Hi, i am working with a custom loss for a regression problem, my code looks like this:

class WeightedRMSELoss(torch.nn.Module):
def __init__(self, Wtp=2, Wfp=1.5, Wtn=.5, Ts=0.5):
super(WeightedRMSELoss, self).__init__()
self.Wtp = Wtp
self.Wfp = Wfp
self.Wtn = Wtn
self.Ts = Ts
self.criterion = torch.nn.MSELoss(reduction='none')
def forward(self, x, y):
x = x.reshape(-1)
y = y.reshape(-1)
below_threshold_mask = y <= self.Ts
above_threshold_mask = ~below_threshold_mask
t1 = torch.where(below_threshold_mask & (x <= self.Ts), self.Wtn, torch.tensor(0.0))
t2 = torch.where(below_threshold_mask & (x > self.Ts), self.Wfp, torch.tensor(0.0))
t3 = torch.where(above_threshold_mask, self.Wtn, torch.tensor(0.0))
loss = torch.sqrt(self.criterion(x, y))
weighted_losses = t1 * loss + t2 * loss + t3 * loss
sample_losses = weighted_losses.sum() / weighted_losses.shape[0]
return sample_losses

However, few epochs into training my loss starts to always be nan. After looking into the function it seems that on some elements all t1, t2 and t3 have zero values leading to a nan loss, but i am not understanding why this is happening? Do you have any ideas? Thanks a lot!

I don’t think that zero values for t1, t2, and t3 will lead to your loss function
returning nan.

Check that the inputs to your loss function haven’t become nan. Depending
on the details of your model and how you train, your training can diverge,
causing model parameters to become nan and therefore the input to your
loss function to become nan.

Try optimizing with plain-vanilla SGD with a small learning rate to see if you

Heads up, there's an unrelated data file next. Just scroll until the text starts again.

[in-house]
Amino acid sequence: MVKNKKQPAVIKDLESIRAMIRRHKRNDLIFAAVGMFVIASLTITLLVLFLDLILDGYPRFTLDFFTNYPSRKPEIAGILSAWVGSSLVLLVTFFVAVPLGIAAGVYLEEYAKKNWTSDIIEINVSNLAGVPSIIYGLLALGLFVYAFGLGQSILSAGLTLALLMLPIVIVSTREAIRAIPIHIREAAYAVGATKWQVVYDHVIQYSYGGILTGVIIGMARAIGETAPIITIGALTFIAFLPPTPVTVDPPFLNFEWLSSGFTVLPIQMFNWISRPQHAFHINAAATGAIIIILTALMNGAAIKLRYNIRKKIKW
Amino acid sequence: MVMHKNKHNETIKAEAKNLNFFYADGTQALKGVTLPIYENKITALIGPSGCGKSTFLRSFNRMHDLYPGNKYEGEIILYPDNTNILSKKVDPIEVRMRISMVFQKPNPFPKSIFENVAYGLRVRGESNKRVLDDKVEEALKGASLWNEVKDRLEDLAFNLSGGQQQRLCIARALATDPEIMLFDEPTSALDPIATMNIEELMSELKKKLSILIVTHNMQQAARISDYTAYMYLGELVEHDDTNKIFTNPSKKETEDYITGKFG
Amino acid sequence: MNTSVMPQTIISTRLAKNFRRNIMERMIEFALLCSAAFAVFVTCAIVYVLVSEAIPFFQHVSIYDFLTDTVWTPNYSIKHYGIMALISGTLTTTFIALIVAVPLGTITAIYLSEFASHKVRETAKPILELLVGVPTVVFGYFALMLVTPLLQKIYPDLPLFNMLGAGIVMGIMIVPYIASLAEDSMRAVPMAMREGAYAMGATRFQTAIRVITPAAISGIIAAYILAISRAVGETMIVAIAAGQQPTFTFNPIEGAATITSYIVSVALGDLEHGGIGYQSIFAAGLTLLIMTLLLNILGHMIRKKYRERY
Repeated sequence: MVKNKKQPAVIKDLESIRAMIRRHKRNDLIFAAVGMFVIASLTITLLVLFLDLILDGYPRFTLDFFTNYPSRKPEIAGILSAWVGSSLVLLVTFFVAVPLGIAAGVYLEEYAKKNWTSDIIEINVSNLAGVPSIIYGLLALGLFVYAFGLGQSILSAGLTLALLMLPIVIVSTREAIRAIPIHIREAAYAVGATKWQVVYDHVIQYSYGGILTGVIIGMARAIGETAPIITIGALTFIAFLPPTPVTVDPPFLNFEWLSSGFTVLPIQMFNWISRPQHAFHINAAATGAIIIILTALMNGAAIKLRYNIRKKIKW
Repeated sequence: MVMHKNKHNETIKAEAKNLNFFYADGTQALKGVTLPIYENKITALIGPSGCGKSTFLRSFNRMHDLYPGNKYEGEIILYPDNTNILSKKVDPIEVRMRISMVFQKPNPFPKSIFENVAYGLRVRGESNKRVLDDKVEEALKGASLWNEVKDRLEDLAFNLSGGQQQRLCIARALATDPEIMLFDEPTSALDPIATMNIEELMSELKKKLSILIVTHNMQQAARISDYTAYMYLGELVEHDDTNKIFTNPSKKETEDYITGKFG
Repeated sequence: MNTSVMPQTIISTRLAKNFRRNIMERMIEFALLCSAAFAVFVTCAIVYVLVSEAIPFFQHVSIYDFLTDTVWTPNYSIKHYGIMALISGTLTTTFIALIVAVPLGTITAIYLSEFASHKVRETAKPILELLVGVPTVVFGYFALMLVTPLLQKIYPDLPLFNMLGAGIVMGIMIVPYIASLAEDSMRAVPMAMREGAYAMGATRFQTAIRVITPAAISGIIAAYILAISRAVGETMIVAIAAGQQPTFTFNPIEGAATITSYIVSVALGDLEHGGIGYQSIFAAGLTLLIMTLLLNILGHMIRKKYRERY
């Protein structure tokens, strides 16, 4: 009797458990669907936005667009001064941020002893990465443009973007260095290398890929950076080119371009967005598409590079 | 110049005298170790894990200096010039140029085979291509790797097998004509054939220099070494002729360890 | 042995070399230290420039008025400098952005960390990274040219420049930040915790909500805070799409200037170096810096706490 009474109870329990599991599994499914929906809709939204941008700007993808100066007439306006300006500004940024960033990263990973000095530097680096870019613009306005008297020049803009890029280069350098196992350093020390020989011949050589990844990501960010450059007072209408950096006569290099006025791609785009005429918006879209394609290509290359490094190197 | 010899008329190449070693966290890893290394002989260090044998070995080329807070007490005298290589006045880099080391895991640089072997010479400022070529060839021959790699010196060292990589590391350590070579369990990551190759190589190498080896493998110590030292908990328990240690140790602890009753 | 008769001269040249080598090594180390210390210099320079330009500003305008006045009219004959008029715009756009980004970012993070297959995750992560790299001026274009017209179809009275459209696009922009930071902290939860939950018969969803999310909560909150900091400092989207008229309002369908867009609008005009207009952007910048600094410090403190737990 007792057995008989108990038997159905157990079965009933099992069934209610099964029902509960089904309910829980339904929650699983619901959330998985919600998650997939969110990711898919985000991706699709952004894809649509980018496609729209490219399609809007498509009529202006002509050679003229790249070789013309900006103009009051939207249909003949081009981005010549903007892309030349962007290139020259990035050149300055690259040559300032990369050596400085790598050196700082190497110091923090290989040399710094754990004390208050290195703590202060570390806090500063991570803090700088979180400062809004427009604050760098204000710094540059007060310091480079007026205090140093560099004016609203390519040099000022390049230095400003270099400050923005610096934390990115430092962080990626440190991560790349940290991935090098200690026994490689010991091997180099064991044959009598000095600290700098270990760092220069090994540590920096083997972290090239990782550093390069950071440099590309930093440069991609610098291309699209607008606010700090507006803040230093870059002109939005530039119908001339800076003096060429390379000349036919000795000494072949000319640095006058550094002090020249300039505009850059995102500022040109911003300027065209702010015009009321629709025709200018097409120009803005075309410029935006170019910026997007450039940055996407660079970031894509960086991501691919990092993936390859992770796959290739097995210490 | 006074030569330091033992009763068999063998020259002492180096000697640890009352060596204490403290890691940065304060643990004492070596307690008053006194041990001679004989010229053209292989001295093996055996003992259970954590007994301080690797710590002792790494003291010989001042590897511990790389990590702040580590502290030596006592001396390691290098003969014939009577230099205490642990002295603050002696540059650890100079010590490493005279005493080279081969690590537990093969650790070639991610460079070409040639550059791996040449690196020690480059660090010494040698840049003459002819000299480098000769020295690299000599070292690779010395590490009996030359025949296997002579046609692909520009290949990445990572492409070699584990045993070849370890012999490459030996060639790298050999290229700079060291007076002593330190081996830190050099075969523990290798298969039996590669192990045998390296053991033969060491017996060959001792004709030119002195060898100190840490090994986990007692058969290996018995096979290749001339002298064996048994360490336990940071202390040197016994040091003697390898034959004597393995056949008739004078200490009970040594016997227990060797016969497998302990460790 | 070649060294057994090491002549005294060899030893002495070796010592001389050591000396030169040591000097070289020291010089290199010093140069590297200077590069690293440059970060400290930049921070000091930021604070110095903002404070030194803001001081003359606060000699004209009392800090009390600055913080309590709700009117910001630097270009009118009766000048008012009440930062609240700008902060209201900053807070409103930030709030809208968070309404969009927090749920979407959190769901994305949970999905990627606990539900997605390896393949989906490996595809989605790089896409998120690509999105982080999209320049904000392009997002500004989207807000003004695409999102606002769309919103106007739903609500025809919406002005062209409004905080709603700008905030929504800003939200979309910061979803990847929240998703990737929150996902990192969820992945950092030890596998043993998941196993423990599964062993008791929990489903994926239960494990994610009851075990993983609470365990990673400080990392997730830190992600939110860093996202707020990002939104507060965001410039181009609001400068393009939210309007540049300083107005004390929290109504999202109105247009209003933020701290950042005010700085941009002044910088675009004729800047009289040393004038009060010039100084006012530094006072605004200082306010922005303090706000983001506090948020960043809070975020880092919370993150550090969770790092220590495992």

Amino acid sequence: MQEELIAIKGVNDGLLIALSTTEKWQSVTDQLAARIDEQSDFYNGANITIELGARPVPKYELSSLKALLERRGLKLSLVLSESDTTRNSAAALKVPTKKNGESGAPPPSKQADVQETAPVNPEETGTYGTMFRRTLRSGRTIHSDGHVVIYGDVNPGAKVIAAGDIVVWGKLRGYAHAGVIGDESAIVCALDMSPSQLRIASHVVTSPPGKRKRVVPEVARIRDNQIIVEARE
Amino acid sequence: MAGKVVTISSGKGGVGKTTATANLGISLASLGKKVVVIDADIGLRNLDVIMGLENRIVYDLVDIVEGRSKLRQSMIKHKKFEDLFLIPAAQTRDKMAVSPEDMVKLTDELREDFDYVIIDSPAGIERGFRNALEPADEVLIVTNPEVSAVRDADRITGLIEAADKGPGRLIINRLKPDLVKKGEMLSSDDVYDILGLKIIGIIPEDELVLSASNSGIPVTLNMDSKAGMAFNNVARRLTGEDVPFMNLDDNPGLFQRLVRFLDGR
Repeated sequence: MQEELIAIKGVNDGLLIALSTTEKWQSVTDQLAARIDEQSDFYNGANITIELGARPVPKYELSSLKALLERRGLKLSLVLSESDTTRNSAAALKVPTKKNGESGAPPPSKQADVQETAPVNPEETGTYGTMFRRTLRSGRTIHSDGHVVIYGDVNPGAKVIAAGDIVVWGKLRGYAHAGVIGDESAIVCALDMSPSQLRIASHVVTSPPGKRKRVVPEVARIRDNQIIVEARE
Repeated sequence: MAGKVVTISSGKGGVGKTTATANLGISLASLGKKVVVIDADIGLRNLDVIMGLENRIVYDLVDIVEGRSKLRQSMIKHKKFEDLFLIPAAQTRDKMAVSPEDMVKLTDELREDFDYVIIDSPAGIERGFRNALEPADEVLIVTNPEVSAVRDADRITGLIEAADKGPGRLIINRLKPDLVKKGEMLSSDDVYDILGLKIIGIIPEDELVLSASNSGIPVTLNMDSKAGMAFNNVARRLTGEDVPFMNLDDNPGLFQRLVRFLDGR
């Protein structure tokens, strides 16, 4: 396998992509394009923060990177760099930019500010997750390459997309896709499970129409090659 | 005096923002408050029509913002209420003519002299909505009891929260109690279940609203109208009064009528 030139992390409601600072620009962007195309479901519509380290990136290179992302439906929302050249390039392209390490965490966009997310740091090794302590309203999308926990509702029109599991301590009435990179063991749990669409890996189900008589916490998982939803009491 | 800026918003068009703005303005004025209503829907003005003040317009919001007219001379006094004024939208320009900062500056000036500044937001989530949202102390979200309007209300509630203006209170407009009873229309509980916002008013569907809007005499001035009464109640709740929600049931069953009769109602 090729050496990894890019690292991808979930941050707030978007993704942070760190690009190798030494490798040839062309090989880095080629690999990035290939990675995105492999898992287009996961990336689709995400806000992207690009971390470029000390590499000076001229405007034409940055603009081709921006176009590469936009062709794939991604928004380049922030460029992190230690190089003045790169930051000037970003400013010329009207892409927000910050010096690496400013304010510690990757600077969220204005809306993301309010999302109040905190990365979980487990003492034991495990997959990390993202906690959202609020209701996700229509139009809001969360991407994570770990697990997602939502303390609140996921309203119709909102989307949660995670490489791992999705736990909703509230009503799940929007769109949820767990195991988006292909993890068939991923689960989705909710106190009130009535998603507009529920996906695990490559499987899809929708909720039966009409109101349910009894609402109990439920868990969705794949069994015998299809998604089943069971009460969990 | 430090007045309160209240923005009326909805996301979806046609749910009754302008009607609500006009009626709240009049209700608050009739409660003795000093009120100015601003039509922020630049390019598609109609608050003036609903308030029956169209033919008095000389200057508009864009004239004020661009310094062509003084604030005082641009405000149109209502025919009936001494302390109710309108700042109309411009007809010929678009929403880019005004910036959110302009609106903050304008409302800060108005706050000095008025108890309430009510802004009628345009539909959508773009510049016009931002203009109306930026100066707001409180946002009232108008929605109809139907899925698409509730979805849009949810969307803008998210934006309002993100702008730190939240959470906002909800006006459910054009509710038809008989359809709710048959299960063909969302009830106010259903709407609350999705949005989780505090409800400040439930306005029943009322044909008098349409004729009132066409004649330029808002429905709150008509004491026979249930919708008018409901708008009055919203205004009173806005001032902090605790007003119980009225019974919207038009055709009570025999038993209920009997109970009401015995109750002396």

can get non-divergent (even if slow) training.

Also check that you aren’t passing any nans or infs as data into your model.

Hi Frank, first of all thank you very much for your reply! I think you are right about divergence, with SGD i managed to make it run for 12/13 epochs but it stills output nan after. What i am not understanding is why the loss seems to converge in theese epochs (from 0.43 on valid to 0.29) and then all of a sudden it becomes nan. Also using a simplified version of the loss like this:

Works just fine. I am working on a multi output regression problem with lots of low values (between 0-0.5) and few high value (0.5 - 50). Since i am interested only in forecasting peaks, the idea behind my loss was to reduce the weight of “true negative” and increase the weight of “true positive” but it would be great to include false negative and false positive in the evaluation. Thanks again

You can use with autograd.detect_anomaly(): to help track this down (if you
care). This will raise an error as soon as the backward pass produces a nan.
That gives a starting point from which to try to find the root cause of the nan.